In the Middle Ages there was no spot in Ireland so celebrated as St. Patrick's Purgatory in Lough Derg (Co. Donegal). I have even seen an early map of Europe where the only place designated in Ireland is this Purgatory. Its reputation was first made by the so-called confessions of the Knight Owen (one of King Stephen's court), who says he visited this place, and obtained relief for his conscience after a life of hideous crimes. He knew about it because he was an Irishman. His story was written in Latin by Henry of Saltry, and ran over all Europe, so that there is little doubt that Dante had it before him when composing his Purgatorio. For the date of Owen's visit is about 1154 A.D.
From this time onward there grows up a whole literature about this and lesser Purgatories. How early the real origin of this sanctum does not appear. The general similarity its rites bear to the initiation at the Eleusinian Mysteries and those of the cave of Trophonius suggests that it may possibly be the echo of these Greek mysteries and oracles reaching across the Dark Ages, and kept alive by their adaptation to Christianity. It is not my purpose here to pursue this line of investigation, or to give any further history of the fortunes of this famous purgatory.
p.2A clear and learned summary of it has been given by the late Thomas Wright, the well-known editor of Gerald of Wales in Bohn's series. But for his ultra-Protestant attitude, which forbids any sympathy with such superstitious piety as legends and pilgrimages imply, Wright's short book ( St. Patrick's Purgatory, London, 1844) gives us an admirable survey of this curious history.
What concerns me here is to save from neglect the information left us by two of the numerous pilgrims or tourists who were tempted to make this long and then perilous journey from Continental Europe. Very few of these journals have been printed; there may be others lying in MS. in the libraries of Spain or France. The Knight Owen, however, the earliest known pilgrim, is so busy confessing his sins, and describing the miracles and wonders of the place, that he vouchsafes us hardly a word about his voyage. As he was an Irishman, what he saw may not have struck him as curious, and he never returned from Lough Derg, where he became a monk for life.
Wright refers to, and quotes from, a certificate given by Edward III to two foreign knights, but these have left us no journal of their travels. The voyage of Count John de Perilhos (or Perelhos)1 is attested by the reference, also made by Wright, to the permit granted him on Sept. 6, 1397, by King Richard II, to whom the Count was recommended by the King of France. There is no reason whatever to doubt the genuineness of the narrative. This text, originally composed in Catalan, is now preserved only in a Provençal version of 1466, known to Philip O'Sullivan, in whose Historiae Catholicae Iberniae Compendium (1621) there is quoted part of it in Latin. But he omits the very passages which are to us interesting, about the manners of King O'Neill's Court, just as a modern patriot would omit them. A learned French edition of the Provençal text, with grammar and glossary, was published by MM. Jeanroy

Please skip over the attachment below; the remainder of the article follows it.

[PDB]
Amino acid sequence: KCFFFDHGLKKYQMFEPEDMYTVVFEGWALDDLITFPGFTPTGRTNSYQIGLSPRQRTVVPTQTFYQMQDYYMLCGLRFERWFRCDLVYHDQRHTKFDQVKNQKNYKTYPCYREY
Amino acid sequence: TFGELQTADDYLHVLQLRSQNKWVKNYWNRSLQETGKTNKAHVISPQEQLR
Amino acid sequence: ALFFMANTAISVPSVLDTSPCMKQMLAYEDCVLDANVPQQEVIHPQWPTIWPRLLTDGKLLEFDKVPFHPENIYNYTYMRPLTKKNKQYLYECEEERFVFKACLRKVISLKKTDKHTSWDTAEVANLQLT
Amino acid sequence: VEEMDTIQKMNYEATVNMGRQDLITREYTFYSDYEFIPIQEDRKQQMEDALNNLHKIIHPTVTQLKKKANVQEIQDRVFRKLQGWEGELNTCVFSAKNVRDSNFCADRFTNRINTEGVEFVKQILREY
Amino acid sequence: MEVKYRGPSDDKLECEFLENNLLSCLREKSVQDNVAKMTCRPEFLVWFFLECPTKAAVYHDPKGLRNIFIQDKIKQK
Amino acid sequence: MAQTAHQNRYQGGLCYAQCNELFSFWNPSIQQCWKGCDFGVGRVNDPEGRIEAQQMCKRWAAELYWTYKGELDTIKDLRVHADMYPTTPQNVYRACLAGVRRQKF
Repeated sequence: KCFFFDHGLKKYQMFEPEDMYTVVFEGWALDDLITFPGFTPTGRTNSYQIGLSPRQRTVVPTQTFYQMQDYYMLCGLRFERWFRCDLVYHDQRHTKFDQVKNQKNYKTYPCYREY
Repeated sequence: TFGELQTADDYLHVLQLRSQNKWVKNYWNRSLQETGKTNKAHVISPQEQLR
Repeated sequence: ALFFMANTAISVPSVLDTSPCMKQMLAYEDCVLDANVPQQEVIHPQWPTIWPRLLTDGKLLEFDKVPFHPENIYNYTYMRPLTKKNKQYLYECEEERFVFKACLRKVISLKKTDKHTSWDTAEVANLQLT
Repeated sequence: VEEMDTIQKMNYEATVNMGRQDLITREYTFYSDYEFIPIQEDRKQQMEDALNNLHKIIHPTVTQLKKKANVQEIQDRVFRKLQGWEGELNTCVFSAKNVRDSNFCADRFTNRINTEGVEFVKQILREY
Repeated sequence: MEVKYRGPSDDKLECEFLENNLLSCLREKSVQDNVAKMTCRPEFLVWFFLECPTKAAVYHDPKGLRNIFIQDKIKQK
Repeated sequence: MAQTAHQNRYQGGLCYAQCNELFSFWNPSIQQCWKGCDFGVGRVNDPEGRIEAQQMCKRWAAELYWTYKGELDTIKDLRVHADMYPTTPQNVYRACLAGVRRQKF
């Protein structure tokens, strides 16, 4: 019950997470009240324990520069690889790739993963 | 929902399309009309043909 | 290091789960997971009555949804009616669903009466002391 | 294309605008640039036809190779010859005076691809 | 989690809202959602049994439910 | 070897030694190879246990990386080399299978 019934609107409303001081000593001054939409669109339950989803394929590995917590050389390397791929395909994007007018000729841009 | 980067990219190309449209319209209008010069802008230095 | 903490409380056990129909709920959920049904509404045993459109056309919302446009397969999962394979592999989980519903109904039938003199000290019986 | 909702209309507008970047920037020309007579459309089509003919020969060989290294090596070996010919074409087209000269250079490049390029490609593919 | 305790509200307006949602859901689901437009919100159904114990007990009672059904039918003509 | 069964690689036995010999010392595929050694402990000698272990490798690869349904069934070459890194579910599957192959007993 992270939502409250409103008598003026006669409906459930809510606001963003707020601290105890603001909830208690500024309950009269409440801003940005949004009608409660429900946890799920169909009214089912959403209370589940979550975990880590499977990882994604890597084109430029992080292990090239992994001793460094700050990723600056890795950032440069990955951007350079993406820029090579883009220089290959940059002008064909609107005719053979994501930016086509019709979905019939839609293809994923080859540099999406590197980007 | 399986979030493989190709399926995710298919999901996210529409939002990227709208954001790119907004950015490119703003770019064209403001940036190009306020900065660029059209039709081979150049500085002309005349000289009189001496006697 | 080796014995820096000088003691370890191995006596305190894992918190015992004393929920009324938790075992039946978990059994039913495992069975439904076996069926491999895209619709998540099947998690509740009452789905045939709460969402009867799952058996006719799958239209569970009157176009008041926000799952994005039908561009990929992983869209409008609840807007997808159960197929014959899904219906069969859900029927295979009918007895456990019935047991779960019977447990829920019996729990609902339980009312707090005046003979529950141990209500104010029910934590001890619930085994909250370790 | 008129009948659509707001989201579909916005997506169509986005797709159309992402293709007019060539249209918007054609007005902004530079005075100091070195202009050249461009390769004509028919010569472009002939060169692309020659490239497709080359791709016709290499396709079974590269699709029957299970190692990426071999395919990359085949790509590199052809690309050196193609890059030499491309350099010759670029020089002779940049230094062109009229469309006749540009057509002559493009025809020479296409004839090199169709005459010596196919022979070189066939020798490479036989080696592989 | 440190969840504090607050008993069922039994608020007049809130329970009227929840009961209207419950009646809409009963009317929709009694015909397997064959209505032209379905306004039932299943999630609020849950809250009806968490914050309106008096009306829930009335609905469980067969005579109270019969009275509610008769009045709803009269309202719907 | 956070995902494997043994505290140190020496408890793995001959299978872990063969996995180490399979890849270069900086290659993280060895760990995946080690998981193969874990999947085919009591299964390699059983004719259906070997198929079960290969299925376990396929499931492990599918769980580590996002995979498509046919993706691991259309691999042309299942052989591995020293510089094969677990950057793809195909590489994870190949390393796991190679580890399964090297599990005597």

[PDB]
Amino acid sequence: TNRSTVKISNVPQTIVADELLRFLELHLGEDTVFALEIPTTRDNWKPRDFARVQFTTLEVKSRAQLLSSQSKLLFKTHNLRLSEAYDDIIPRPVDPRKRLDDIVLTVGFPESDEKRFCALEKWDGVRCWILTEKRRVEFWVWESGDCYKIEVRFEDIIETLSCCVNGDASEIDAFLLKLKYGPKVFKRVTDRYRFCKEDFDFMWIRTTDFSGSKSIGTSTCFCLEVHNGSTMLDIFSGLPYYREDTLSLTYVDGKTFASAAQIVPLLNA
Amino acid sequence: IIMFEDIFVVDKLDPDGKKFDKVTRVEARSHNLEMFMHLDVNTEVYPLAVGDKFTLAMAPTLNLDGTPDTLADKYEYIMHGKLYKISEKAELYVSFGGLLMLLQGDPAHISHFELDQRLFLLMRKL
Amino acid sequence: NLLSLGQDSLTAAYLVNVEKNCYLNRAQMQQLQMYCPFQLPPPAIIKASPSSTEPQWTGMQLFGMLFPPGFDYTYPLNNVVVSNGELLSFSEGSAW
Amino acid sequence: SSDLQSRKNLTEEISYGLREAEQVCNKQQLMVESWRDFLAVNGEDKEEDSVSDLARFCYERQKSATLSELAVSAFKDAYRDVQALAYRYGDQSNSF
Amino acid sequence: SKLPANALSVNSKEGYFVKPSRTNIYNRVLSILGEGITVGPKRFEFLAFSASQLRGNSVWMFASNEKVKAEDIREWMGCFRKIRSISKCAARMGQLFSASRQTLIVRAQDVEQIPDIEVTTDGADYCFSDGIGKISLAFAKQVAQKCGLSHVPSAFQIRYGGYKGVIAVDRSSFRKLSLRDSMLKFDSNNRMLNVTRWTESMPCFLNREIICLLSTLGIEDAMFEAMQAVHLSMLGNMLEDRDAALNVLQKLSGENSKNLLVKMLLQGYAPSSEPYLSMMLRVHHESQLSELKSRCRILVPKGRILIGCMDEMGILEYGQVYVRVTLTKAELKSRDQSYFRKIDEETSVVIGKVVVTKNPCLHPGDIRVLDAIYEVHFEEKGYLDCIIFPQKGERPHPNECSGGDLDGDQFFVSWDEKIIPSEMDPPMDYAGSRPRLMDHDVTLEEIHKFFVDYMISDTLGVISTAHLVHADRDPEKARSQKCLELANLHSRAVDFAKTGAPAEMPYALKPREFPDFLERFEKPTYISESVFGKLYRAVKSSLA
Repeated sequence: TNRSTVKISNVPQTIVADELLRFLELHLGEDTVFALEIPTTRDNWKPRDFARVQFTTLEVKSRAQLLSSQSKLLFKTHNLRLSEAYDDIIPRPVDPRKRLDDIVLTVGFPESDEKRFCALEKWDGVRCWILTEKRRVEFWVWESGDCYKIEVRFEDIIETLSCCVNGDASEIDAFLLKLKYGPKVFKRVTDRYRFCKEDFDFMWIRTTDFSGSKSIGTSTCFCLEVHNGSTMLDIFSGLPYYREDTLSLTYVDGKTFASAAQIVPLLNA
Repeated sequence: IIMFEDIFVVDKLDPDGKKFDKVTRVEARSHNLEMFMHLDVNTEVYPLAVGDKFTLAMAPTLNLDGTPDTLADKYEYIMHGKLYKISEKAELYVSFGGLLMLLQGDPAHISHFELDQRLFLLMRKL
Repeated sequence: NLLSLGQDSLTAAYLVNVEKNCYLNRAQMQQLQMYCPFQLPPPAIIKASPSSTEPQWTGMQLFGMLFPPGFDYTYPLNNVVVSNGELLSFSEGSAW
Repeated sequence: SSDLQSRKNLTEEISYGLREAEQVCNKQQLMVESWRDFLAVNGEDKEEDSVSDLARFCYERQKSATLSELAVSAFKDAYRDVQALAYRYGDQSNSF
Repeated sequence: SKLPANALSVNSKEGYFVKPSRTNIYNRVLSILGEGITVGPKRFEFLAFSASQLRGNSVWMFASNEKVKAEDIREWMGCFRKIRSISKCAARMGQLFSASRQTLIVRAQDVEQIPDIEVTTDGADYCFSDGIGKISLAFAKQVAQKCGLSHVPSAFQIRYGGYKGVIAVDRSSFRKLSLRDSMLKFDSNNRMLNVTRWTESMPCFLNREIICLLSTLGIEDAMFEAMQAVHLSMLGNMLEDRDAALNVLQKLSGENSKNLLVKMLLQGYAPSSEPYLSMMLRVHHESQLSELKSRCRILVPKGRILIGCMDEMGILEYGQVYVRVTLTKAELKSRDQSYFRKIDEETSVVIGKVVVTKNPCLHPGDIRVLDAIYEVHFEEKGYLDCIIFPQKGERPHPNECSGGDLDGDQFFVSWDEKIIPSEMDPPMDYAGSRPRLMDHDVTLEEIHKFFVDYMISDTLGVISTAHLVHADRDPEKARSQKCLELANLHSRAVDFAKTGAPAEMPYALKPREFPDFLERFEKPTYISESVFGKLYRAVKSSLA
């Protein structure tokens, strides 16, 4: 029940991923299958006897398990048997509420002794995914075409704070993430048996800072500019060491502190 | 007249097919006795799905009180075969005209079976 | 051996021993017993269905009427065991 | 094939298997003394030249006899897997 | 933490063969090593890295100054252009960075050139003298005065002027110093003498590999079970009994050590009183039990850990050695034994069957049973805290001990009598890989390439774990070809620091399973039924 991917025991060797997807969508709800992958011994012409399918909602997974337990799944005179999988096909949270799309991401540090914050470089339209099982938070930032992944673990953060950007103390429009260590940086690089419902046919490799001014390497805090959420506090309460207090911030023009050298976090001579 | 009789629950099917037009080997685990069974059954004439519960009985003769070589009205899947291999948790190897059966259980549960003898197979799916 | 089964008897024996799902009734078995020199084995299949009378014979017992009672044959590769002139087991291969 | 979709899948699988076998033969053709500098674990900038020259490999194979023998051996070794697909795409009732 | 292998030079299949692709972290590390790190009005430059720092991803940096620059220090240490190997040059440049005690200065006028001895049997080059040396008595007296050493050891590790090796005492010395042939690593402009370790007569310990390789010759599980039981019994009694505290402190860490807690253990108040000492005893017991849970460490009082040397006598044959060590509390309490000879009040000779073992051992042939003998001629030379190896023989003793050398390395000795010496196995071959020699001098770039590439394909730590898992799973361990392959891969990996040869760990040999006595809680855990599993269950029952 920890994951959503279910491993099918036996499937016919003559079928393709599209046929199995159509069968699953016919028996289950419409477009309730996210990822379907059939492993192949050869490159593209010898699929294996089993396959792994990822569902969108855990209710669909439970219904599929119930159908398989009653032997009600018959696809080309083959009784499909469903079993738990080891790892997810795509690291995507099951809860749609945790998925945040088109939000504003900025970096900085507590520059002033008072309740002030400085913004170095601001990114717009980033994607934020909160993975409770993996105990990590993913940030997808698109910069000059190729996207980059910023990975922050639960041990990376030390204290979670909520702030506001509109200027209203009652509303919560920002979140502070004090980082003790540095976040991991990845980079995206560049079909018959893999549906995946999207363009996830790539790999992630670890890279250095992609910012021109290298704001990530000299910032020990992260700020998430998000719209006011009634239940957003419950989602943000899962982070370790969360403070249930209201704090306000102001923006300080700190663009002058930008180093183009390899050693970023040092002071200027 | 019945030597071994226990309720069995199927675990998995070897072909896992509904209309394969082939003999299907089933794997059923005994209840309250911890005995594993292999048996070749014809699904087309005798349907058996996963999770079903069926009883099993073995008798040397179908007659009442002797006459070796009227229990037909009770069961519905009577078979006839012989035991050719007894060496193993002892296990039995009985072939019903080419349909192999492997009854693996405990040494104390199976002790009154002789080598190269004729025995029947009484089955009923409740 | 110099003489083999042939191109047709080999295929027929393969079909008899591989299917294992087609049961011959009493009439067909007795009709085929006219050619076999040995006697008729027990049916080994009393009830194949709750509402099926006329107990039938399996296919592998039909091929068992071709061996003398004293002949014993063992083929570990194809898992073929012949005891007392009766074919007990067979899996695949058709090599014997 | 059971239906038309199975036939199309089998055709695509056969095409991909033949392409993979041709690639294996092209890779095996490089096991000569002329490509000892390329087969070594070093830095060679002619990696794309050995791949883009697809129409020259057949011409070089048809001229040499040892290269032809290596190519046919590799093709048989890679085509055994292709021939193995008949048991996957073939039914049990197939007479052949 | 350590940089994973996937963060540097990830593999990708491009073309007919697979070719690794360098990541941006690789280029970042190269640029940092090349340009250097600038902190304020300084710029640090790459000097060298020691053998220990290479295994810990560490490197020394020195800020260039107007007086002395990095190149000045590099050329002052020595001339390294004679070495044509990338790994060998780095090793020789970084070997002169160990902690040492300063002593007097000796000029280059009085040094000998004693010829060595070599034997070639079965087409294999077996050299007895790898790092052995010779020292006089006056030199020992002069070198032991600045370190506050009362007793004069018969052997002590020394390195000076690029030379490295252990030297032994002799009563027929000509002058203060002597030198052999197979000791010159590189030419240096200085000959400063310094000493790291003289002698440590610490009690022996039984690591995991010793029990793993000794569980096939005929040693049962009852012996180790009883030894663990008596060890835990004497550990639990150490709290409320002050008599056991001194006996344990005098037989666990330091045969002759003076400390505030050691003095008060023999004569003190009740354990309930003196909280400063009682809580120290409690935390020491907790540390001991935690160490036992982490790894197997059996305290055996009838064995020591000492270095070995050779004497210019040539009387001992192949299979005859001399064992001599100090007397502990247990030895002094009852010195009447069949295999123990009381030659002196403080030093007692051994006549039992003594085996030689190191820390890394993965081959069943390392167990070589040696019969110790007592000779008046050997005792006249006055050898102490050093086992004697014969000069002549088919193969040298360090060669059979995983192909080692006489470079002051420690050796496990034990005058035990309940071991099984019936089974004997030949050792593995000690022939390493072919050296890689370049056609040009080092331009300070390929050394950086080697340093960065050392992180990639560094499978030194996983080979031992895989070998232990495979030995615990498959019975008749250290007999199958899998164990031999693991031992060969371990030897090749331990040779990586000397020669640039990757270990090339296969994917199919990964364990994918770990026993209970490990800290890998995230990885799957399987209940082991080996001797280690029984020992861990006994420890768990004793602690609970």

p.3and Vignaux (Toulouse, 1903). The portion of it which is worth citing was translated for me from the Provençal by my colleague, Professor Rudmose-Brown.
The other document was long sought by me, for part of it was published in Mrs. Cartwright's Life of Isabella d'Este, to whom Bishop Chiericati, Papal Nuncio at the Court of Henry VIII, and a friend of Erasmus, communicates it in a letter written from Middleburg (Zeeland) in 1515.2 There is between them this distinction: the former was a pilgrimage, the latter a mere tour of curiosity. But the two were not easily distinguishable in earlier days. The tourist found his passports by turning pilgrim, and the pilgrim often added worldly interests to his pilgrimage. Chiericati's letter has been translated for me by Professor J. G. Smyly, so that my only credit in this paper is to have brought to a focus the learning of others. I must add that it was Mr. Armstrong of Queen's College, Oxford, the well-known author of the standard book on Charles V, who told me where to find the rare pamphlet on Chiericati's life.3 Here follow the translations of the two texts.4